Another "Kick the Can Down the Road" Budget

 

Here we go again. Another "kick the can down the road" budget.

 

Another irresponsible budget that hypes "a second historic tax cut in a row" but which will lead to either higher taxes and/or cuts in town services in the future.

 

The inescapable fact is that for second year in a row, town expenses have increased at a faster rate than revenues.

 

Since Supervisor Grace took office in January, 2012, expenses have increased by 8.8 % but revenue has only increased by 1.6%.

 

How, you ask, can the Supervisor propose cutting taxes when expenses are exceeding revenue?

 

The answer is simple:  inflate revenue projections, raid the town's emergency rainy day funds (aka fund balance), overcharge taxpayers in the water, refuse and Hallocks Mill Sewer special districts for phantom administrative services —and for good measure — mix apples and oranges in order to arrive at a phony tax cut number.

 

Look at the numbers. Both the 2013 budget and the Supervisor's Tentative 2014 budget are online at yorktownny.org. The numbers and budget gimmicks speak for themselves.

 

2013 Budget

The 2013 town tax rate increased by 4.64%, the largest town tax rate increase since 1995.

 

But, in a classic example of political spin, the 4.64% increase was sold to taxpayers as a tax reduction. How?

 

By creatively mixing apples and oranges.  During last year's budget debate, Supervisor Grace redefined the term "town tax." Whereas traditionally, the "town tax" applied only to the general, highway and library funds, Supervisor Grace said the town tax also included certain special district taxes.

 

By redefining terms, Supervisor Grace was able to use the decreases in the tax rates for the refuse and water districts to mask the 4.64% increase in the town tax. And by doing that, he turned a 4.64% tax rate increase liability into an "historic" 3.37% tax rate decrease.

 

2014 Budget  

Supervisor Grace has reversed himself. He's now saying that the "town tax" applies only to general, highway and library funds, probably because his 2014 Tentative Budget calls for a 0.46% reduction in the "town tax." The decrease translates to a $3.03 tax savings for the typical homeowner with a house assessed at $10,000.

 

How did he achieve the decrease?  Again, by relying on one-shot revenues, overly optimistic revenue projections, excessive charges for the water, refuse and Hallocks Mill sewer districts — and this time — an unprecedented transfer of $1.2 million from fund balance, more than double the fund balance used in the 2013 budget.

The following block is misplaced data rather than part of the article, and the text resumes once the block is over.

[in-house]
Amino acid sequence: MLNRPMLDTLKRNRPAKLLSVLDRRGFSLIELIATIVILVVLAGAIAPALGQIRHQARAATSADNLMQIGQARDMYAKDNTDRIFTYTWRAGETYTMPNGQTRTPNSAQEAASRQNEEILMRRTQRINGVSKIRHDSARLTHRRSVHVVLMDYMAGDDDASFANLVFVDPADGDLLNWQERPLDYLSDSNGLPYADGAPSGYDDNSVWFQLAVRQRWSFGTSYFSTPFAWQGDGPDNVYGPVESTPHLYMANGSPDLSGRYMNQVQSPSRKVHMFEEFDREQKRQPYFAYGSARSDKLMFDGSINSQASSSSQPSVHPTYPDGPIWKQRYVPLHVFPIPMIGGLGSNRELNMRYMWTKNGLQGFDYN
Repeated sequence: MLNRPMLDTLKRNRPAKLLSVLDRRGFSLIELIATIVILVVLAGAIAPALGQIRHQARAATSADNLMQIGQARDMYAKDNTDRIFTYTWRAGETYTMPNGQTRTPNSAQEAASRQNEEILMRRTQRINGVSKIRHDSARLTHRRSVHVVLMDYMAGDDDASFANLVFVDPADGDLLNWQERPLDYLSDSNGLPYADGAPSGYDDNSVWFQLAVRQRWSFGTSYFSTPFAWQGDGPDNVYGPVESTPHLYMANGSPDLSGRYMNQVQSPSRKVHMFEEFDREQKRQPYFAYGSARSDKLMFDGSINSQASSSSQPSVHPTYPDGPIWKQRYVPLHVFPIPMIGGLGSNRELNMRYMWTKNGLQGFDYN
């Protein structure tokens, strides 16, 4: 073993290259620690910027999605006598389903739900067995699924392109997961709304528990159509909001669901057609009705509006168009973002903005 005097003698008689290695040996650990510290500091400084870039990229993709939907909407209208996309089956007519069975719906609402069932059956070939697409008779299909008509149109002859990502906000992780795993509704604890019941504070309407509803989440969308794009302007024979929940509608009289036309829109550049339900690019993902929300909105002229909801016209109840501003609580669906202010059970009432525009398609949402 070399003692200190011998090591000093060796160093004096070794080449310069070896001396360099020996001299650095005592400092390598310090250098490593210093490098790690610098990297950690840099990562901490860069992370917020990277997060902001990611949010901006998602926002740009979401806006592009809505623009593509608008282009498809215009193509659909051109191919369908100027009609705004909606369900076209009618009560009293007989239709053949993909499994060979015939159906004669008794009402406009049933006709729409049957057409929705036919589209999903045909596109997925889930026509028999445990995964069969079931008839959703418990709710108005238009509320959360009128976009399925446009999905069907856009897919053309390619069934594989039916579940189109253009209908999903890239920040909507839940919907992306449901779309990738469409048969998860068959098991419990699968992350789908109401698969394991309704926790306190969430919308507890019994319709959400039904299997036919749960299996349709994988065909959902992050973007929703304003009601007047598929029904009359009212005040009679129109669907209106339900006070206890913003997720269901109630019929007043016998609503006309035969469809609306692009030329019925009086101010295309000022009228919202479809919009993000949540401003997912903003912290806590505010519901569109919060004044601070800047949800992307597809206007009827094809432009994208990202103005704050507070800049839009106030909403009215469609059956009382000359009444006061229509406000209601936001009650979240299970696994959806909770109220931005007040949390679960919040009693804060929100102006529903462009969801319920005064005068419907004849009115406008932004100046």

If only half that amount of fund balance was used, a more modest $600,000, the town tax rate would increase 2.8%.

 

(Actually, the Supervisor proposes taking a grand total of $3 million in fund balance monies from eight separate budget funds, including $1.4 million from the water district fund balance, more than double what he took from the district's fund balance for the 2013 budget.  See page 11 of the 2014 budget.)

 

Relying on a one-shot infusion of $1.2 million from fund balance to achieve a one-time 0.46% decrease in the town tax rate is especially problematic for the 2015 budget because:

  • it's unlikely there’ll be another $1.2 million excess in the fund balance that can be used to offset increased 2015 expenses
  • it's equally unlikely  that other non-tax revenue sources will increase by $1.2 million next year, and 
  •  it's equally unlikely that in one year new commercial rateables will generate an additional $1.2 million in tax revenue.

 

By 2015, taxpayers will have to pay the price for two consecutive, politically motivated, "kick the can down the road" budgets  just like the tax rate spike that followed the 1992 and 1993 tax cuts.

 

The Supervisor also contradicts himself in his own budget:  On page 11 of the budget, he gives taxpayers back $3 million in "excess" fund balance as a one-time tax rebate, while in his budget message  (see the beginning of the budget book) he says that excessive fund balance should "be allocated toward capital expenditures or to pay down liabilities (debt). "

 

P.S.   The Supervisor"s budget also includes a not so pleasant surprise — a $900,000 increase in water usage fees, something the Supervisor "forgot" to mention when he was hyping his "second historic tax reduction."  But, since the Town Board hasn't agreed to any increase in water rates, let alone discuss the subject, only time will tell if the cost of the Supervisor's surprise rate increase will exceed the $3.03 savings in town taxes.

 

For a closer look inside the Supervisor’s 2014 Tentative Budget, click here.